Over the past year popular atheist writer Christopher Hitchens (my personal fav of all the “new” atheists) has been debating Christian theologian Doug Wilson. This latest exchange, from the Huffington Post is one of Wilson’s best efforts. My apologies for the title but those are his words, not mine. I found them provocative enough to make me willing to take the heat from angry parents!
From the perspective of a Christian, the refusal of an atheist to be a Christian is dismaying but it is at least intelligible. But what is really disconcerting is the failure of atheists to be atheists. That is the thing that cries out for further exploration.
We can understand a cook who sets out to prepare a reduction sauce, having it simmer on the stove for three days. But what we shouldn’t get is the announcement afterwards that he has prepared us a souffle. The atheistic worldview is nothing if not inherently reductionistic, whether this is admitted or not. Everything that happens is a chance-driven rattle-jattle jumble in the great concourse of atoms that we call time. Time and chance acting on matter have brought about, in equally aimless fashion, the 1972 New York Yankees, yesterday’s foam on a New Jersey beach, Princess Di, the arrangement of pebbles on the back side of the moon, the music of John Cage, the Fourth Crusade, and the current gaggle representing us all in Congress.
If the universe actually is what the materialistic atheist claims it is, then certain things follow from that presupposition. The argument is simple to follow, and is frequently accepted by the sophomore presidents of atheist/ agnostic clubs at a university near you, but it is rare for a well-published atheistic leader to acknowledge the force of the argument. To acknowledge openly the corrosive relativism that atheism necessarily entails would do nothing bet get the chimps jumping in the red states. To swallow the reduction would present serious public relations problems, and drive Fox News ratings up even further. Who needs that?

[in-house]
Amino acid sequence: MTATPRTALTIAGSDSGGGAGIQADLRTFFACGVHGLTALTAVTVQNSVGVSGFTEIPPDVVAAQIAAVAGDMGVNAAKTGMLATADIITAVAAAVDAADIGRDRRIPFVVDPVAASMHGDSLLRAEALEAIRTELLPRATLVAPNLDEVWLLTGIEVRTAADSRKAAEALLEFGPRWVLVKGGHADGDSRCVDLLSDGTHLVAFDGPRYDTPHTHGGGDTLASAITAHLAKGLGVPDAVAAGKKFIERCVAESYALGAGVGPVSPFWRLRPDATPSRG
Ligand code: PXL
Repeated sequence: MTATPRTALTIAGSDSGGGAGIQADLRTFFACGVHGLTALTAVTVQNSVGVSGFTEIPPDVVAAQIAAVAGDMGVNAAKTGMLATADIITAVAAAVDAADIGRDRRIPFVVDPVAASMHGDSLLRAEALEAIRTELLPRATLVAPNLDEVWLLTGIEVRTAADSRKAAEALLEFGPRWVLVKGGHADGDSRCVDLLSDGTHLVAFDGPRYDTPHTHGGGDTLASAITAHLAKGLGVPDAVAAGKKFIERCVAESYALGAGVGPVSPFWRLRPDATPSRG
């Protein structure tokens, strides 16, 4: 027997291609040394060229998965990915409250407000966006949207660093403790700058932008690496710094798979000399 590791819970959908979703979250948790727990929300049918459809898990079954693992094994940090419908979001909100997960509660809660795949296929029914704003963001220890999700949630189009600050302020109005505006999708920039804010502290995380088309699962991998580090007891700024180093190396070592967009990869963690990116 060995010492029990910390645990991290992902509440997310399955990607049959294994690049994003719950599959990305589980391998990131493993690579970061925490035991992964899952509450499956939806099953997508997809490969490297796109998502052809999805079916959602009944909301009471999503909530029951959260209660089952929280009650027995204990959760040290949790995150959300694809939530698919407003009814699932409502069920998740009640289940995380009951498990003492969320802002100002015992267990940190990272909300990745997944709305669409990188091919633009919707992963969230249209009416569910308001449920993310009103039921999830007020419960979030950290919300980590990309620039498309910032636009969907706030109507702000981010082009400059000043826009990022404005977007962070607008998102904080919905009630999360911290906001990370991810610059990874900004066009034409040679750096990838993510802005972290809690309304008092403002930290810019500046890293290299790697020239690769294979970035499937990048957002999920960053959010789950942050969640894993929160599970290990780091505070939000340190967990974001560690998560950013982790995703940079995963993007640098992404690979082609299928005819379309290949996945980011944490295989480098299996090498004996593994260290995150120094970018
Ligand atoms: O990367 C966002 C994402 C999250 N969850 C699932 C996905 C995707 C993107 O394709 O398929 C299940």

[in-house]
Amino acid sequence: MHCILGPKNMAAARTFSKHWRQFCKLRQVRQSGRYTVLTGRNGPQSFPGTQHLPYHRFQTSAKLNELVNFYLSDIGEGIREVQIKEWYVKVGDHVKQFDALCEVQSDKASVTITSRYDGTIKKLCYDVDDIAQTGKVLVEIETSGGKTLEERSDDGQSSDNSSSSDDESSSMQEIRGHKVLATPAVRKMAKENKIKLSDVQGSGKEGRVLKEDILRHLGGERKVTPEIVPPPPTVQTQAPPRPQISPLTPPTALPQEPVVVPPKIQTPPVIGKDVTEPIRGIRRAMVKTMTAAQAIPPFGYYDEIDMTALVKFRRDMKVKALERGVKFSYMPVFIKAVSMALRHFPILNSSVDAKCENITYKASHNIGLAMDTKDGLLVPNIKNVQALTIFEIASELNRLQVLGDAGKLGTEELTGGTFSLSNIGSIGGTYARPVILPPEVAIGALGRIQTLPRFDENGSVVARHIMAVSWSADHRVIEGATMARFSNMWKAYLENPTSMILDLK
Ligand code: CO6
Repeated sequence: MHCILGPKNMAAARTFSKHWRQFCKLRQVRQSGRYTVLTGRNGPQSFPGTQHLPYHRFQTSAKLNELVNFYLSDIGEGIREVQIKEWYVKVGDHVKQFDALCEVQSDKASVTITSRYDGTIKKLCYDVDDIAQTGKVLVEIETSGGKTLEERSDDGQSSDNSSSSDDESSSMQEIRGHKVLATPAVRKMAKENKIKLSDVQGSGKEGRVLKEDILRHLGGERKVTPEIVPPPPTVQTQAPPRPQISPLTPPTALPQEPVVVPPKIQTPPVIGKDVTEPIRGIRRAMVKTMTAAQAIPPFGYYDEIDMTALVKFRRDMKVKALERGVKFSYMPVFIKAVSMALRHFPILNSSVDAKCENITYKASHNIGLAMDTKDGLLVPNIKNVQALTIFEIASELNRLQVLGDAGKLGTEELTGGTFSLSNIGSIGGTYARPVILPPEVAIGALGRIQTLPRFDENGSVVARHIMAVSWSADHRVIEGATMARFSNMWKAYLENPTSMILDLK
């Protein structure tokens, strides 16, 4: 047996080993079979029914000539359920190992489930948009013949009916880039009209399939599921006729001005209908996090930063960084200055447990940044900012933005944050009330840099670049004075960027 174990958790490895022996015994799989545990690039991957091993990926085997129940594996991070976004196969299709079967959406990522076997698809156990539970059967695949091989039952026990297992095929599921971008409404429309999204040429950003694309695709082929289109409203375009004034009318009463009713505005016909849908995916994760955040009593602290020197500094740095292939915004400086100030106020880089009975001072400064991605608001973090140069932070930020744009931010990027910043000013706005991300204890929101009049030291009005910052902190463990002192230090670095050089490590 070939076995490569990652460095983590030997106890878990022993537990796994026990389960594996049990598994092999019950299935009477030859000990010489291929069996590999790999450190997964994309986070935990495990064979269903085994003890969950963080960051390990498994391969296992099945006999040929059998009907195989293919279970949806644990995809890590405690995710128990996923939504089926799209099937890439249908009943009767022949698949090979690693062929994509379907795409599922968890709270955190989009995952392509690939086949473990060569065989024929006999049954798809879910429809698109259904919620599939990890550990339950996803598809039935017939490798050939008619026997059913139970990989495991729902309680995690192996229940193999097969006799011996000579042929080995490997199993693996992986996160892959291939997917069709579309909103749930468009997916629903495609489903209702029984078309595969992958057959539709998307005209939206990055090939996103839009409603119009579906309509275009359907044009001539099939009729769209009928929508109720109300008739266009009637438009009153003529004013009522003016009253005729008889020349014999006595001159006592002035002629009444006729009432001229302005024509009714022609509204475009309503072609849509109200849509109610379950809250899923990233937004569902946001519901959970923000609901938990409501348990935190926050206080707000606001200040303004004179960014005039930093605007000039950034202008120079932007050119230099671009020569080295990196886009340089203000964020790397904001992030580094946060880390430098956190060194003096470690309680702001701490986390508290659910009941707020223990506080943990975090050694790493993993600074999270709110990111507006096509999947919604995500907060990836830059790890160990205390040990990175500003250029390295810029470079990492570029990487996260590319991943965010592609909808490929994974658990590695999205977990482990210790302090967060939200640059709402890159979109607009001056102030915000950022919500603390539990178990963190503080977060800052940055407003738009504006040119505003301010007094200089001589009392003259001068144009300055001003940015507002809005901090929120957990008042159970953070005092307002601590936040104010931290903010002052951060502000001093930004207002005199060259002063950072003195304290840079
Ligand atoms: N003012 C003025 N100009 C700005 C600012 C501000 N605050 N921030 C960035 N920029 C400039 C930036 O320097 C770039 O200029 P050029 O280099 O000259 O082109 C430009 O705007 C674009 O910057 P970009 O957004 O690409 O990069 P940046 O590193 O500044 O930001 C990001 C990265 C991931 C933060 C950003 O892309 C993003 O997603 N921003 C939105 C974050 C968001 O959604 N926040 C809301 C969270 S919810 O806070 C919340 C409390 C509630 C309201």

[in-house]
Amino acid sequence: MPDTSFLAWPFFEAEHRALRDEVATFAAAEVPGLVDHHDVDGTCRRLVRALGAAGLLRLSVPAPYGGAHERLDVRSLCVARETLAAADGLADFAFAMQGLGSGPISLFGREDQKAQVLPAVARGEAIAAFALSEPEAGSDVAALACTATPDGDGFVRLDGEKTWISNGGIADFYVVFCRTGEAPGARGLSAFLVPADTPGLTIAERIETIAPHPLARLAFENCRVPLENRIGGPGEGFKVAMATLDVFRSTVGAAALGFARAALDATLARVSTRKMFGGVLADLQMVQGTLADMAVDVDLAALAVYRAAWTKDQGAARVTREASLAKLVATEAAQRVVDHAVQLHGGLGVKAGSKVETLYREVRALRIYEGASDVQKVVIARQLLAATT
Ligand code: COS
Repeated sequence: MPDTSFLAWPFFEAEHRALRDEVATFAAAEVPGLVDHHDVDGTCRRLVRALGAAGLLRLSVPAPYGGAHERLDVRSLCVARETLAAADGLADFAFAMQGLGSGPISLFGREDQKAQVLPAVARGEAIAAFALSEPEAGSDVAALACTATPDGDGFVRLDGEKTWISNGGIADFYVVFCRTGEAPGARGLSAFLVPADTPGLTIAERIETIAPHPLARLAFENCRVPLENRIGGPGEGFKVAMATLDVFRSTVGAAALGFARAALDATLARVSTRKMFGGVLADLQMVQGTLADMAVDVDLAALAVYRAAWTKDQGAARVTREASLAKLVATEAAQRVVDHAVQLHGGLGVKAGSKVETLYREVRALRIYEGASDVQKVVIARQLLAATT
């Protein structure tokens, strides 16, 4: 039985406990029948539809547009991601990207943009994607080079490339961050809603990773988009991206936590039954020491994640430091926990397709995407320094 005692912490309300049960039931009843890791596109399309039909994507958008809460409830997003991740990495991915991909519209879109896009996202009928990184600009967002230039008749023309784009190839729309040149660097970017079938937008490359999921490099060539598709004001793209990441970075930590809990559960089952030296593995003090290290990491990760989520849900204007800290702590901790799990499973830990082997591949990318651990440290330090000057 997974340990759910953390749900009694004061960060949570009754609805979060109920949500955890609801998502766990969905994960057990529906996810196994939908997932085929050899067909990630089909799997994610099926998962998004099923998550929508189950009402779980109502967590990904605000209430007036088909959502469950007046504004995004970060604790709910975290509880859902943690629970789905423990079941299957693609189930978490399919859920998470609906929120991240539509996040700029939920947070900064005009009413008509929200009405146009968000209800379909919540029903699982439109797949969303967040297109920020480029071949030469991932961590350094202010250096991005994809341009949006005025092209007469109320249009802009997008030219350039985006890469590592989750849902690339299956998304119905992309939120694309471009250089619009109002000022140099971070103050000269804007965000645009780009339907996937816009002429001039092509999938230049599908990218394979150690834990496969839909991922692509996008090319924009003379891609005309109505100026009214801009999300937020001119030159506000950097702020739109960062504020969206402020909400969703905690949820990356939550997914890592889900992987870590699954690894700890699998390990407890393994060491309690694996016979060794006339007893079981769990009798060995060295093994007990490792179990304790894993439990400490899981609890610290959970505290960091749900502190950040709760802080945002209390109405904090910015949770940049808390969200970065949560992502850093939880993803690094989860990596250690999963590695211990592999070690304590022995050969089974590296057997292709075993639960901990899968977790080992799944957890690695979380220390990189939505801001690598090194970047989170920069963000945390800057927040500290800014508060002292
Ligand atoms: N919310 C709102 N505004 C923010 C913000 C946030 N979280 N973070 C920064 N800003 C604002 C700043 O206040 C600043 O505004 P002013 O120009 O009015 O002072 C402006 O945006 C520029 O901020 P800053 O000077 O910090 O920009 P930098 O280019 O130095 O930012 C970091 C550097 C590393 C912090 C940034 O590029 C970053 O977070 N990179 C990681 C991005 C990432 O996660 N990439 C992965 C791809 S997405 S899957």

So if the universe is what the atheist maintains it is, then this determines what sort of account we must give for the nature of everything–and this includes the atheist’s thought processes, ethical convictions, and aesthetic appreciations. If you were to shake up two bottles of pop and place them on a table to fizz over, you could not fill up an auditorium with people who came to watch them debate. This is because they are not debating; they are just fizzing. If you were to shake up one bottle of pop, and show it film footage of some genocidal atrocity, the reaction you would get is not moral outrage, but rather more fizzing. And if you were to shake it really hard by means of an art school, and place it in front of Michelangelo’s David, or the Rose Window of Chartres Cathedral, the results would not be atheistic appreciation, but more fizzing still.
If the atheist is right, then I am not a Christian because I have mistaken beliefs, but am rather a Christian because that is what these chemicals would always do in this arrangement and at this temperature. The problem is that this atheistic assumption does the very same thing to the atheist’s cause for atheism. The atheist gives us an account of all things which makes it impossible for us to believe that any account of all things could possibly be true. But no account of things can be tenable unless it provides us with the preconditions that make it possible for our “accounting” to represent genuine insight. Atheism fails to do this, and this failure is a spectacular one. Nor does atheism allow us to have any fixed ethical standard, or the possibility of beauty.
read it all here